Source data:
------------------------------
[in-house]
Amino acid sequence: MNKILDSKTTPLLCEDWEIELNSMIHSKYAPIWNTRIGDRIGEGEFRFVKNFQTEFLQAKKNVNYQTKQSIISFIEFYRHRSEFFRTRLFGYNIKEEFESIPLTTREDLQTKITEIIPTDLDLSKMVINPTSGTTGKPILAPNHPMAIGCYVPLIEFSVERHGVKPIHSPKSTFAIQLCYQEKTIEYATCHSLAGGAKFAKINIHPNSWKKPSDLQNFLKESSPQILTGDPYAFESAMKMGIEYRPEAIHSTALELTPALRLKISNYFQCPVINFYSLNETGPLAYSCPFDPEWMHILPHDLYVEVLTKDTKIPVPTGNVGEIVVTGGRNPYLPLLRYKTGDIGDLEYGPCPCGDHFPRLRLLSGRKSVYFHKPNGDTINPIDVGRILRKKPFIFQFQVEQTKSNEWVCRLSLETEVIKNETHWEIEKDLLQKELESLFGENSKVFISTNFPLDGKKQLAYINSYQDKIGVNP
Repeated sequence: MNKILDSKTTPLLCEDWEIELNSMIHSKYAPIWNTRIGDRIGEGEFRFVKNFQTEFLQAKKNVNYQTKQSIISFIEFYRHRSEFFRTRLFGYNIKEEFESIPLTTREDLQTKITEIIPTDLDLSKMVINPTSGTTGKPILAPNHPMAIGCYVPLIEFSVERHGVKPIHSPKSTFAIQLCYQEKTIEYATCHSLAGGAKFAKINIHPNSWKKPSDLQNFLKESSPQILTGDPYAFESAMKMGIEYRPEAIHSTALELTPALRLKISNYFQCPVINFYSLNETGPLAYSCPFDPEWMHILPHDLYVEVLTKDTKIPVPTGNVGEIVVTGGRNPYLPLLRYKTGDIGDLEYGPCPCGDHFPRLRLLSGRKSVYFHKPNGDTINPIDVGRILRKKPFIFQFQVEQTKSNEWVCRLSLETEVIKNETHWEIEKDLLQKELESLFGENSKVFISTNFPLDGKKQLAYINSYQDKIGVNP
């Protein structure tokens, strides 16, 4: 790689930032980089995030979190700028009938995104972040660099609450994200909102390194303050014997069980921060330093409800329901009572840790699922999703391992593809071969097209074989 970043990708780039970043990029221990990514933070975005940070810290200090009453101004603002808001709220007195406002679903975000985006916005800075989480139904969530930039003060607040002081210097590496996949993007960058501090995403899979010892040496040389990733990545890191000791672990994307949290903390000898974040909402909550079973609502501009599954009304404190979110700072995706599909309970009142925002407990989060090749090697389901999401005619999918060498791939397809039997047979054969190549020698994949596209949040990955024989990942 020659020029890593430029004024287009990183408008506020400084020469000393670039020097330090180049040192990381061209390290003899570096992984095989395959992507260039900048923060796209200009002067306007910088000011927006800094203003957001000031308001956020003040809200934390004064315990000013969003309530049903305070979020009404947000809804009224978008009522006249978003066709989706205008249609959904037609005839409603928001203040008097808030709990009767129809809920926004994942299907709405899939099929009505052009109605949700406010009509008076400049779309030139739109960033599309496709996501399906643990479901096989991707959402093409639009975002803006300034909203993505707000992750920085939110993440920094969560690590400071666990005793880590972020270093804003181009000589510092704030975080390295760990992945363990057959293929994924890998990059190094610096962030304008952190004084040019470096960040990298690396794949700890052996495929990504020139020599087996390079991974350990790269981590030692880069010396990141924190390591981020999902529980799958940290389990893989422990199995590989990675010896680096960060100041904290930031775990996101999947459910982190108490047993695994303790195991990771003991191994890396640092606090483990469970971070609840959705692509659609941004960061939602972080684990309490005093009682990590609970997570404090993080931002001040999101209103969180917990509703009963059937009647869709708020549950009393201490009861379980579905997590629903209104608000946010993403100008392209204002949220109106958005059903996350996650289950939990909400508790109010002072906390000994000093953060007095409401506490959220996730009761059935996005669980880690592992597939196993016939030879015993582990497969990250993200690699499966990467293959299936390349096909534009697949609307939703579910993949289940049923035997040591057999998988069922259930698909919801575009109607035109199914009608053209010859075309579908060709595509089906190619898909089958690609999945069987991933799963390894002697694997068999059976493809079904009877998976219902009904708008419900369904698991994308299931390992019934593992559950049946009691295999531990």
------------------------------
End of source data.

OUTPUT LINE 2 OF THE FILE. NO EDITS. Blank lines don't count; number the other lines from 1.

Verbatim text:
Amino acid sequence: MNKILDSKTTPLLCEDWEIELNSMIHSKYAPIWNTRIGDRIGEGEFRFVKNFQTEFLQAKKNVNYQTKQSIISFIEFYRHRSEFFRTRLFGYNIKEEFESIPLTTREDLQTKITEIIPTDLDLSKMVINPTSGTTGKPILAPNHPMAIGCYVPLIEFSVERHGVKPIHSPKSTFAIQLCYQEKTIEYATCHSLAGGAKFAKINIHPNSWKKPSDLQNFLKESSPQILTGDPYAFESAMKMGIEYRPEAIHSTALELTPALRLKISNYFQCPVINFYSLNETGPLAYSCPFDPEWMHILPHDLYVEVLTKDTKIPVPTGNVGEIVVTGGRNPYLPLLRYKTGDIGDLEYGPCPCGDHFPRLRLLSGRKSVYFHKPNGDTINPIDVGRILRKKPFIFQFQVEQTKSNEWVCRLSLETEVIKNETHWEIEKDLLQKELESLFGENSKVFISTNFPLDGKKQLAYINSYQDKIGVNP